Carson City - along with every other city and county in the state - will be keeping a close eye to the Legislature when it convenes Feb. 7, said City Manager Larry Werner.
With a state budget shortfall projected to be anywhere from
$1 billion to $3 billion, and a new governor who has vowed to not raise taxes, something will have to give, and city officials don't want to be caught off guard.
"What we're mainly watching for are bill drafts that would transfer services from state to city," Werner said.
There has been talk that those sorts of shifts could affect departments such as Health and Human Services, he said.
"We've had discussions with our Health and Human Services and the Fire Marshal's Office, and maybe Juvenile Probation could be affected," he said, "but we're just watching and waiting right now. We have not heard anything."
Werner said city officials are waiting to hear Gov. Brian Sandoval's State of the State address on Jan. 24 for clues as to what might be ahead on the local level.
"We want to see what sort of sense we can get from that, and we'll distribute the information to the different departments and try to find out how it will impact them," he said.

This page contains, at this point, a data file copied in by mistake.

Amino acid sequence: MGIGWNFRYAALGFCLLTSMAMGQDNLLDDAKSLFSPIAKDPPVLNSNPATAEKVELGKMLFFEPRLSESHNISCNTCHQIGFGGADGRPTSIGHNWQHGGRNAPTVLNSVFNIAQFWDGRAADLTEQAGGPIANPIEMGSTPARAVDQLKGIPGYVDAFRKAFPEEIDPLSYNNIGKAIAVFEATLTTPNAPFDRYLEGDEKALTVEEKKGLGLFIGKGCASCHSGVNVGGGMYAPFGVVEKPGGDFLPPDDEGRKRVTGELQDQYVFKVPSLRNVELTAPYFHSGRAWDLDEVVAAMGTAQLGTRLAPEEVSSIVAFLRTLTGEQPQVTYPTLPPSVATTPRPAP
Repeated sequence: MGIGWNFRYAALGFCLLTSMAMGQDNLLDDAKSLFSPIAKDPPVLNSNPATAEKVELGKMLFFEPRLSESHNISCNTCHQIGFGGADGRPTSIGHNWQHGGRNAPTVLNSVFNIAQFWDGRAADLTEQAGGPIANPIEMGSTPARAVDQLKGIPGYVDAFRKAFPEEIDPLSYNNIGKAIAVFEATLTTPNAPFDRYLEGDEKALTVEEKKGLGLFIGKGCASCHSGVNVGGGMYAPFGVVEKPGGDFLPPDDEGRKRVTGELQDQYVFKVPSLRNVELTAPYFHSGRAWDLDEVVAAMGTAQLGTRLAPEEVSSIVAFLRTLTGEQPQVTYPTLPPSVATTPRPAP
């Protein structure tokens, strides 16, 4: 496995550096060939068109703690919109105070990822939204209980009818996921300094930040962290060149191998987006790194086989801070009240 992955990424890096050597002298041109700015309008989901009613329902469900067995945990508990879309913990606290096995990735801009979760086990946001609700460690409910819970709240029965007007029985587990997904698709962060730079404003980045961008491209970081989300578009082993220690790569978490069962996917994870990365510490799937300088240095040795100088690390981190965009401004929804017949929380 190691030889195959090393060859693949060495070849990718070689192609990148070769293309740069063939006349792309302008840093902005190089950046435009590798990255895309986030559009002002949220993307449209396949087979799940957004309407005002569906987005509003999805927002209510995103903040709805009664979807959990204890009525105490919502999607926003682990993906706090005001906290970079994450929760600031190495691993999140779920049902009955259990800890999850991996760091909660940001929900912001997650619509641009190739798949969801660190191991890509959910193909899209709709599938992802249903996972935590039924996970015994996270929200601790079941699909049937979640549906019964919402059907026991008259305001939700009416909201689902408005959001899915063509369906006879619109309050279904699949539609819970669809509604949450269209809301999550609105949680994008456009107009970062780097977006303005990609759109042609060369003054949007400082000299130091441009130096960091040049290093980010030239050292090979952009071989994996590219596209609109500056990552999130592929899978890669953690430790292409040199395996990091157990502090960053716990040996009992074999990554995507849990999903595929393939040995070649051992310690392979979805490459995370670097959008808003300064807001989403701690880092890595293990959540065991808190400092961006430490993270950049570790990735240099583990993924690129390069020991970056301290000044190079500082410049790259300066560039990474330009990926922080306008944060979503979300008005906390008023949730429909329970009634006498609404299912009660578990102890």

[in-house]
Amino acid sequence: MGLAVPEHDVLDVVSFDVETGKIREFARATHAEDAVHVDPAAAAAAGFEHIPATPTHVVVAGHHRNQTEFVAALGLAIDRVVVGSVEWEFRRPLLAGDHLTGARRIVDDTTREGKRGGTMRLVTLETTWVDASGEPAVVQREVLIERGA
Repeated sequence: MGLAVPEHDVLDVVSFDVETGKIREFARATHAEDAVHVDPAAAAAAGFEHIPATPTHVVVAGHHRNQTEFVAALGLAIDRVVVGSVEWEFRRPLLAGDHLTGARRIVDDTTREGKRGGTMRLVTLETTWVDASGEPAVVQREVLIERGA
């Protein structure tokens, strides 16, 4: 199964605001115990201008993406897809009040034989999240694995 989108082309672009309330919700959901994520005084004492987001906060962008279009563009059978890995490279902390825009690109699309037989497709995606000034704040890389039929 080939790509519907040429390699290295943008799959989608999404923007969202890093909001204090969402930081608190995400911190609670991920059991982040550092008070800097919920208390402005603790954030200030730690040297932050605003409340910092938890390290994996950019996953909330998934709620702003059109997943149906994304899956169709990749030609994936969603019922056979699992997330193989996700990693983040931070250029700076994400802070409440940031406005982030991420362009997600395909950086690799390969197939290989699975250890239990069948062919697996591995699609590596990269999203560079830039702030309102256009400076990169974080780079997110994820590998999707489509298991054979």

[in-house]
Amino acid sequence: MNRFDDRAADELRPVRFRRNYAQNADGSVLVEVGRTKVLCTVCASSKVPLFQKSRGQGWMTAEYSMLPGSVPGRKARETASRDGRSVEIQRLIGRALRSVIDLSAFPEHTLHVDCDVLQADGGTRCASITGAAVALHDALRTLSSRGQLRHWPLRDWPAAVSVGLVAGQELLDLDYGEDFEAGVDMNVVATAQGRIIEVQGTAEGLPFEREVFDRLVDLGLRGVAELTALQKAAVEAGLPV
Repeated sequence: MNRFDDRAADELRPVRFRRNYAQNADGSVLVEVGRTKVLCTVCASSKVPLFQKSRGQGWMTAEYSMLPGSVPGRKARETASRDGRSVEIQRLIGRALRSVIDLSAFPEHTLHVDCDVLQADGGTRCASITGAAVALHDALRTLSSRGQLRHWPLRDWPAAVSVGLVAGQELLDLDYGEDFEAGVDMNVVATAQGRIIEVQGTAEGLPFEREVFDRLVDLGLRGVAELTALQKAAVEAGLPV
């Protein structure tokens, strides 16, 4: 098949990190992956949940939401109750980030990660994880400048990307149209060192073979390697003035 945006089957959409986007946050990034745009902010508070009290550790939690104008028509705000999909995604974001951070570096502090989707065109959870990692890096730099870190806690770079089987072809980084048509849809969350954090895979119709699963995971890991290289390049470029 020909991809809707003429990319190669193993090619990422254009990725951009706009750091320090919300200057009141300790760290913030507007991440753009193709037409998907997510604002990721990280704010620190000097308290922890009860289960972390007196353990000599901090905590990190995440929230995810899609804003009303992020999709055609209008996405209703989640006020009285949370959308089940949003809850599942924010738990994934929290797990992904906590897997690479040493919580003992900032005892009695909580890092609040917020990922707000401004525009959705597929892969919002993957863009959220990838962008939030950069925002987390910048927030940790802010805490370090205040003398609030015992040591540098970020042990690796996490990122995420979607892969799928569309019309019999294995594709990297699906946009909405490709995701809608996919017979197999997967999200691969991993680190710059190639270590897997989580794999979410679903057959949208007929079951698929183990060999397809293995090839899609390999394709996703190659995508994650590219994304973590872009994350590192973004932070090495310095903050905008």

Werner said there also has been some conversation about changes to taxes, such as exchanging property taxes for sales taxes.
"That's just rumor at this point, so we'll have to wait and see what happens. We've asked all our departments to pay attention and then decide if there will be any fiscal impacts," Werner said.
But city leaders have not sat idly crossing their fingers and hoping for the best.
"Right now, our plans are the same as last year in holding the line. Revenues are better than anticipated, but we're putting them into contingency and stabilization funds so that we can build up our reserves and be able to react if something happens," Werner said. "Also, any (job) vacancies that occur aren't being filled unless they're absolutely needed."
On another proactive note, Werner said Gov. Sandoval met with city and county managers about a month ago through the Nevada Association of Counties.
"We expressed to him, 'Just talk to us if you're considering something, and maybe we can come up with a solution,'" Werner said. "We'd rather help with a solution than just have something handed to us."